The film is interesting, but not compelling. While being Getty and showing us the dangerous criminal and hustler lifestyle in some way. It feels inauthentic even though a lot of violence, action and power struggles. To feels one it is trying hard to be everything. To everyone in the audience. To reach all the expectations out upon it. Tough and street for the men in that audience, but rough around the edges, sweet and sensitive for the ladies and a gangster element to go with the songs on the soundtrack for 50 cent’s fans.
The film feels overproduced like it’s made by commitee. Though it is surprisingly made by acclaimed director Jim Sheridan. Though according to 50 Cent said that this film is “about 75% accurate”
Surprisingly this film wasn’t a bit. Audiences seemed to prefer the myth and rumors of 50 cent to supposedly the autobiographical story that is presented here.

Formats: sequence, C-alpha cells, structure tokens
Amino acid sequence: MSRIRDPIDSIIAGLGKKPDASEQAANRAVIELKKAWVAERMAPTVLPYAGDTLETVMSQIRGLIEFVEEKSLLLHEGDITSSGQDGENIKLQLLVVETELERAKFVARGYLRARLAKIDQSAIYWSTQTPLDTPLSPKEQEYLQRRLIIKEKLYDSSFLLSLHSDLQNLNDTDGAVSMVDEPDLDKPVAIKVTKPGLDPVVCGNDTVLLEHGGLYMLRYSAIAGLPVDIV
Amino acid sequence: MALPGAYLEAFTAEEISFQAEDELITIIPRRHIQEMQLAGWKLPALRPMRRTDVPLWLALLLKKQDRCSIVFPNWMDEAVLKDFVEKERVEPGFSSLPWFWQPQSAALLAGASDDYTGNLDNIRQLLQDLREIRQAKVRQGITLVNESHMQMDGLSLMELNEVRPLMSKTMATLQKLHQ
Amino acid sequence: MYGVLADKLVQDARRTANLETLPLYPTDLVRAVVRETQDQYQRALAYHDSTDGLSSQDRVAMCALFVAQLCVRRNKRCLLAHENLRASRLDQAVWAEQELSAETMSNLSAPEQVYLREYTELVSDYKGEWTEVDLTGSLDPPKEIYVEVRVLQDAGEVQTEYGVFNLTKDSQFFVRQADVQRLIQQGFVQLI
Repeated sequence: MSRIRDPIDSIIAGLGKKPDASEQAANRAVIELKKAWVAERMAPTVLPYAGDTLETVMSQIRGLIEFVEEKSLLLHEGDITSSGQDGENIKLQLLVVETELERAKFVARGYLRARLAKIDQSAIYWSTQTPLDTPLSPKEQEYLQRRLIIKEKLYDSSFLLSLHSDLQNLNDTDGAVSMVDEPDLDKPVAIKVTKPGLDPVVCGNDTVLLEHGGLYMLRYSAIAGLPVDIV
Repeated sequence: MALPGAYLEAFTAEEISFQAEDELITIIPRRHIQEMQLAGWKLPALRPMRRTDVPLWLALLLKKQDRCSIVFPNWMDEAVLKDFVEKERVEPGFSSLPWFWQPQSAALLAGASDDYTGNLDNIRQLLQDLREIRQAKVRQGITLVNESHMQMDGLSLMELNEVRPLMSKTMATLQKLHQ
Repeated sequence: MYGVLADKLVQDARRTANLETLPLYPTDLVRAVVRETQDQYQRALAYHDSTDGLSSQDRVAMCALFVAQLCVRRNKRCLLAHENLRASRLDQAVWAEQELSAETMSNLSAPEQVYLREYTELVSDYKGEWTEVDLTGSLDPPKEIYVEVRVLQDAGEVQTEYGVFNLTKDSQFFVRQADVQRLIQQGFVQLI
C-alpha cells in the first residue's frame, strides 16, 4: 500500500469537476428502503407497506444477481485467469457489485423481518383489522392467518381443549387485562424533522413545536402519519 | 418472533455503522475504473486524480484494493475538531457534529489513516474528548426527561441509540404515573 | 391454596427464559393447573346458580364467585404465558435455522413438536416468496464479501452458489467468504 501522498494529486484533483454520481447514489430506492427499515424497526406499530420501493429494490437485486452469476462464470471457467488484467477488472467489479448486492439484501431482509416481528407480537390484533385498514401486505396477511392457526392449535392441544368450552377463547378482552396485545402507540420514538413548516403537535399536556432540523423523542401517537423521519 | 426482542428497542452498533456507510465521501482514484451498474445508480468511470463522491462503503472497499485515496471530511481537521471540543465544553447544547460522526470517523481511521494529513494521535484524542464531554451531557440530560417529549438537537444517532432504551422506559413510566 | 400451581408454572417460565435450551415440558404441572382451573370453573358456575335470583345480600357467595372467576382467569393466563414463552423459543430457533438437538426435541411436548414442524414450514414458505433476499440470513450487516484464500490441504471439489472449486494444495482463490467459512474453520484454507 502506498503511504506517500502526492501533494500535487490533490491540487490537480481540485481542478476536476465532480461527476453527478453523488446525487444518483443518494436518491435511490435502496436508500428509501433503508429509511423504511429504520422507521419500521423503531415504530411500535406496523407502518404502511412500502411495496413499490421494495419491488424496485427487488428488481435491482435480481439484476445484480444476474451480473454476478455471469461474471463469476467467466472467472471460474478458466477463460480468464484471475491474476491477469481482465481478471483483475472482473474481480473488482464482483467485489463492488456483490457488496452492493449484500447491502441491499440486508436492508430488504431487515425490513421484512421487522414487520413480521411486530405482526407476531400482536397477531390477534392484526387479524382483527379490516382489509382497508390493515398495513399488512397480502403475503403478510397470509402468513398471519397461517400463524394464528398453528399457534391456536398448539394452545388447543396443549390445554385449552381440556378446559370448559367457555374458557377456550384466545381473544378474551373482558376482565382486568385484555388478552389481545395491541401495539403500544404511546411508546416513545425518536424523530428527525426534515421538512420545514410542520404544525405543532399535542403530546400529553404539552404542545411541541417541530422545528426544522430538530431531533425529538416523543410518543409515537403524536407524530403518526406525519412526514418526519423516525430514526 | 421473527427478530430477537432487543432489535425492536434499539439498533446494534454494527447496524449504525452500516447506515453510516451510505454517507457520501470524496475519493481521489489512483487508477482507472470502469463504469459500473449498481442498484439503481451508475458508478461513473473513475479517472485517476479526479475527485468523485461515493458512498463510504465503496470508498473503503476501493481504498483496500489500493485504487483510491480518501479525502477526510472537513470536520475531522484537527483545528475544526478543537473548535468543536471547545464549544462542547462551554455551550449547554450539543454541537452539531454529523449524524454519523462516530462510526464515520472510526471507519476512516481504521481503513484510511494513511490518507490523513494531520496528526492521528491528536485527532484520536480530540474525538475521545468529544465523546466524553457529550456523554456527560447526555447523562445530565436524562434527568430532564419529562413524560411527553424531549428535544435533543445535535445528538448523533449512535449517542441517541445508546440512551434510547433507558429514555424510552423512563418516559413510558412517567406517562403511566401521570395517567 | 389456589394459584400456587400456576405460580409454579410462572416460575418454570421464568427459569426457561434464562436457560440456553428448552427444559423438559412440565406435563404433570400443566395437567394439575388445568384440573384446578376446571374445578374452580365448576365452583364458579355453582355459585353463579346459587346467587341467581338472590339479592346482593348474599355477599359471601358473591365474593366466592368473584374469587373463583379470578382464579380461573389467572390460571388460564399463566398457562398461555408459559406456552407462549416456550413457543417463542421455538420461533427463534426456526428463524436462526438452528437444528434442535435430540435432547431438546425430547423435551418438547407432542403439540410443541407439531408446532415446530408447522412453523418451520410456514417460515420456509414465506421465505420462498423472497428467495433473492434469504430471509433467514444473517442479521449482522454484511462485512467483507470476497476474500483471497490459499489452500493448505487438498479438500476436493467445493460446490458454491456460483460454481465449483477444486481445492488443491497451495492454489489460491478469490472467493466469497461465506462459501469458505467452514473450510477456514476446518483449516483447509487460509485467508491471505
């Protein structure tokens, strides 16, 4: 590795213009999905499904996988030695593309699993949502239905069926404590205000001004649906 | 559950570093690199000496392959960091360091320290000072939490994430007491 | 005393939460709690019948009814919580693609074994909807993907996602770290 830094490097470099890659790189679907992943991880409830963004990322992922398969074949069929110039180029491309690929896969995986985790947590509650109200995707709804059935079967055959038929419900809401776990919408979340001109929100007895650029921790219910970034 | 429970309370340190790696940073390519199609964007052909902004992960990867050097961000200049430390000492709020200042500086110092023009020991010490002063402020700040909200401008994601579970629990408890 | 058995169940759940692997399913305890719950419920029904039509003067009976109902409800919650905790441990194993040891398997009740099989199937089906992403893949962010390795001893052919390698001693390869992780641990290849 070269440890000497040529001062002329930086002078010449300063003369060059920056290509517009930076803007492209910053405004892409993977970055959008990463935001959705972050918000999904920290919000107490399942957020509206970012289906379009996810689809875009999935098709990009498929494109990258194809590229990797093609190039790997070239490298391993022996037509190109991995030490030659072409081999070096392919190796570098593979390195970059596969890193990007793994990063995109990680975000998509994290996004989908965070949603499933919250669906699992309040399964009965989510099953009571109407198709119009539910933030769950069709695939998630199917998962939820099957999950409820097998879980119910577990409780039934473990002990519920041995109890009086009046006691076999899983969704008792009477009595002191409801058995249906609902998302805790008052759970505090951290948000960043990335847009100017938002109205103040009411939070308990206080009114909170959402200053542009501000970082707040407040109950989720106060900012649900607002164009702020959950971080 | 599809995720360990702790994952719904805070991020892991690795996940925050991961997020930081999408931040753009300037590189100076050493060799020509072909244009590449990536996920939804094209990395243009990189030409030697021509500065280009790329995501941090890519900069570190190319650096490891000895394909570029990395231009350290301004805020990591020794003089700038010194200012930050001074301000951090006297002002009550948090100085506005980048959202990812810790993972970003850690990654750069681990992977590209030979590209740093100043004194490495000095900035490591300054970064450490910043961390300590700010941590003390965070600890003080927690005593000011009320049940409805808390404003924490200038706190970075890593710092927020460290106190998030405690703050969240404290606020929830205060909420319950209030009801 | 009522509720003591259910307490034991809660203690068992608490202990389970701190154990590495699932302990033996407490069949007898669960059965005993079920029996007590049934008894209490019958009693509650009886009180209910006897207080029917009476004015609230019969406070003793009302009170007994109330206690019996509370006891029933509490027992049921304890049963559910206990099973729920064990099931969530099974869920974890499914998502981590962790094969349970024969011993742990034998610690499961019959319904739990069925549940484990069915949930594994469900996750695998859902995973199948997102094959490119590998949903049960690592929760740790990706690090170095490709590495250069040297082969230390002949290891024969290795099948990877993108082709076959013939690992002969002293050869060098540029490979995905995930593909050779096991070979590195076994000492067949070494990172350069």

Technically the film is on point. The writing isn’t the greatest but is passable. The acting is truly the only noteworthy thug about this movie. 50 cent isn’t great but he is o.k. Virtually playing himself. He is better than you would think (way better than his role in RIGHTEOUS KILL) the stand out is Terrence Howard as his crazy right hand man/friend he meets in prison. Joy Bryant is as touching as she is beautiful. Omar Benson Miller is in this film he was also in 8 MILE I hope he isn’t going to keep up roles like this as Random friend, he is a better actor then that. I like him. I just don’t want to see him in best selling rapper decides to make his big screen debut loosely based on his troubles life movies. Get better representation.
The biggest shock in the movie is the appearance by actor/director Bill Duke. Who I love as an actor, he doesn’t work nearly enough. Who though Jim Sheridan isn’t a lightweight. He is Oscar nominated quite a few times. Mr. Duke might have been a little better suited to direct this tale. As he had quite the directing resume himself (DEEP COVER, HOODLUM, SISTER ACT 2) Don’t get me wrong I like seeing the New York underworld from a different perspective and fresh eyes.